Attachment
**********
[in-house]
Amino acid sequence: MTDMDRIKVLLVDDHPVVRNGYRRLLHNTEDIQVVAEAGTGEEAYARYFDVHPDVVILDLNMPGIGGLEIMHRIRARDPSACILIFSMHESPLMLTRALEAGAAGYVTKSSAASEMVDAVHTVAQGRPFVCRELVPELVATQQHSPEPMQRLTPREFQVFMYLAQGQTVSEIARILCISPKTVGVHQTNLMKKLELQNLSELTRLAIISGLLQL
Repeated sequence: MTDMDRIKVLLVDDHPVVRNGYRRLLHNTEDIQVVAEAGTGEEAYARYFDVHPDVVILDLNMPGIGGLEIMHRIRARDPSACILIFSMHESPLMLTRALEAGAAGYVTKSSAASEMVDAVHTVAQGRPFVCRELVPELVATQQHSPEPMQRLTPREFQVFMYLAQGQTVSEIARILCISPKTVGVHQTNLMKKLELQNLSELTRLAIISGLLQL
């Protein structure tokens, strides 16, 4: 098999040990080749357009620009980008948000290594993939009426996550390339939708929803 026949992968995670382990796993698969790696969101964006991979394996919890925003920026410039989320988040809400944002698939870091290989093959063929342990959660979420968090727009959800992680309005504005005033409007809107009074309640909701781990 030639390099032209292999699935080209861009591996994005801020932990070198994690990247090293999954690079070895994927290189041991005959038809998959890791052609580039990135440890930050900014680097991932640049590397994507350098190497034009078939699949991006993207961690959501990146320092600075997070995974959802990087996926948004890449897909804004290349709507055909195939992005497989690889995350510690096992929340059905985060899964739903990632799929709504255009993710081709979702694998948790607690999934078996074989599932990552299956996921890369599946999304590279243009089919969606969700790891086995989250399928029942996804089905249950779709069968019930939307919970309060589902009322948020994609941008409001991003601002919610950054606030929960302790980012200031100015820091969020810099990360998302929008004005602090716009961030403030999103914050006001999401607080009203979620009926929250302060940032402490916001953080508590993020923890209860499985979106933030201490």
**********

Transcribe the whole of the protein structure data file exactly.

[in-house]
Amino acid sequence: MTDMDRIKVLLVDDHPVVRNGYRRLLHNTEDIQVVAEAGTGEEAYARYFDVHPDVVILDLNMPGIGGLEIMHRIRARDPSACILIFSMHESPLMLTRALEAGAAGYVTKSSAASEMVDAVHTVAQGRPFVCRELVPELVATQQHSPEPMQRLTPREFQVFMYLAQGQTVSEIARILCISPKTVGVHQTNLMKKLELQNLSELTRLAIISGLLQL
Repeated sequence: MTDMDRIKVLLVDDHPVVRNGYRRLLHNTEDIQVVAEAGTGEEAYARYFDVHPDVVILDLNMPGIGGLEIMHRIRARDPSACILIFSMHESPLMLTRALEAGAAGYVTKSSAASEMVDAVHTVAQGRPFVCRELVPELVATQQHSPEPMQRLTPREFQVFMYLAQGQTVSEIARILCISPKTVGVHQTNLMKKLELQNLSELTRLAIISGLLQL
């Protein structure tokens, strides 16, 4: 098999040990080749357009620009980008948000290594993939009426996550390339939708929803 026949992968995670382990796993698969790696969101964006991979394996919890925003920026410039989320988040809400944002698939870091290989093959063929342990959660979420968090727009959800992680309005504005005033409007809107009074309640909701781990 030639390099032209292999699935080209861009591996994005801020932990070198994690990247090293999954690079070895994927290189041991005959038809998959890791052609580039990135440890930050900014680097991932640049590397994507350098190497034009078939699949991006993207961690959501990146320092600075997070995974959802990087996926948004890449897909804004290349709507055909195939992005497989690889995350510690096992929340059905985060899964739903990632799929709504255009993710081709979702694998948790607690999934078996074989599932990552299956996921890369599946999304590279243009089919969606969700790891086995989250399928029942996804089905249950779709069968019930939307919970309060589902009322948020994609941008409001991003601002919610950054606030929960302790980012200031100015820091969020810099990360998302929008004005602090716009961030403030999103914050006001999401607080009203979620009926929250302060940032402490916001953080508590993020923890209860499985979106933030201490």